They let the house get taken. At first it was just a juniper that grew as tall as the eaves and started pushing at one of the gutters. The tree had a clear and insistent path (up and out), and there was a regal, piney “fuck you” to anything in its way.
They stopped hacking at the rhododendrons, which had been thigh-high when they’d first had their daughter, until they made an unforgiving cape around the front porch. Squirrels stopped differentiating between porch (for people) and shrubs (other animals). Ravens stalked circles around the house in the morning. Bluebirds flew right up to the window glass, their orange throats ablaze.
It was ridiculous. There were cars with TVs in them and children eating plasticy sugar in the shapes of fruits out of packages; whole human children shouldn’t just disappear. But their daughter, four and wearing nothing but a giant t-shirt one of them had left on the floor by the bed they all usually ended up in, had been in their backyard when they were pulling garlic bulbs and trimming their pink papery flowers, and then she was gone. No movie reel of her departure to unfurl in their minds later. Nothing.
Soon they were living with squirrels. Hell, maybe they were squirrels. An opossum worked its way into the upstairs bathroom, tried to drink from the toilet, and was knocked dead by the lid when it snapped down. They didn’t even bury it. They flung it by its tail from an open upstairs window and into the backyard where it decayed in a cloud of insects until a hawk lifted it to the sky.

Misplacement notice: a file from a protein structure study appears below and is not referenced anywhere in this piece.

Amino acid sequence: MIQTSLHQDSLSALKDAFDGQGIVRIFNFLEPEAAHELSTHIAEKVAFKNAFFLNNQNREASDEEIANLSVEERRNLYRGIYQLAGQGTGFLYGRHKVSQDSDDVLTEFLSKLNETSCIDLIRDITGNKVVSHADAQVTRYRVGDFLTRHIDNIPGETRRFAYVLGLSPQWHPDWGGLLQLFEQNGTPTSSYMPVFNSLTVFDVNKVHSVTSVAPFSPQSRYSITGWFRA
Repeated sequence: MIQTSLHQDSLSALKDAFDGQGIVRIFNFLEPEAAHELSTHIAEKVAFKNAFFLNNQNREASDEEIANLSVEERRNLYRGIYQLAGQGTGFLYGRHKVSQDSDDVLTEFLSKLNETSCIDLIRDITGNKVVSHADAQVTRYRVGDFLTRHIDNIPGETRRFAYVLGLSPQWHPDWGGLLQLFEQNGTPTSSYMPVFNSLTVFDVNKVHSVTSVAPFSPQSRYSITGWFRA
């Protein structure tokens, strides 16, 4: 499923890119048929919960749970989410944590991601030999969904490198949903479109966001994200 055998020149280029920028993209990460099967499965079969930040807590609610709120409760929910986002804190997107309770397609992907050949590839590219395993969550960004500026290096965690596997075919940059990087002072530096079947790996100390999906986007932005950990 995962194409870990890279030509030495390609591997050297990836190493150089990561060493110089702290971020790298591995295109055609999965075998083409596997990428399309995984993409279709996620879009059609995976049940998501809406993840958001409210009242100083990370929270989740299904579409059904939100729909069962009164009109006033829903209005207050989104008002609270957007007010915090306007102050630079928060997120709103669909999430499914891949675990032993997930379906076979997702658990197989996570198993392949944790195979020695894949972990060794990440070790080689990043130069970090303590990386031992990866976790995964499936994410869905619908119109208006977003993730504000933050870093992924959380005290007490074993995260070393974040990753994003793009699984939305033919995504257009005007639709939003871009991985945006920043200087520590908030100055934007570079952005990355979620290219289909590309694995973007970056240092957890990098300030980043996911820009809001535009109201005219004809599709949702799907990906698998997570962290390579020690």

They started leaving the windows open and without screens. Mice built nests in rolled-up rugs in the storage room. Banana slugs were yellow question marks in every corner. The ocean was something they could see out an upstairs bedroom window, but they felt sure they would never walk down to it again, down the hill and through the grid of the town and past the flocks of nasturtiums and the water towers and down the path with all the blackberries and bees that were too delighted and busy to sting.
They started sleeping outside, at first in sleeping bags and a tent and eventually just sleeping bags, but not letting themselves lean into each other. They slept intermittently and without ease and then it was fucking morning all over again.
They built a fire in the backyard made of all the stupid fence posts that had surrounded their property. They started pulling wood right off the house and throwing it into the flame, which was taller than their shed. They lay too close to the fire on their backs. The stars were too pretty for them to see, so they closed their eyes for hours without actually sleeping. Animals roamed around them but never touched them.
They wanted to be taken. Let them be taken.
Amy Stuber's fiction has been published in American Short Fiction, The New England Review, The Colorado Review, Ploughshares, The Antioch Review, and elsewhere. She has new work forthcoming in 2019 in Hobart, Arts and Letters, Split Lip, J Journal, Pithead Chapel, and Wigleaf. She is a flash fiction reader for Split Lip. Find her on Twitter at amy_moss_ or online at www.amystuber.com.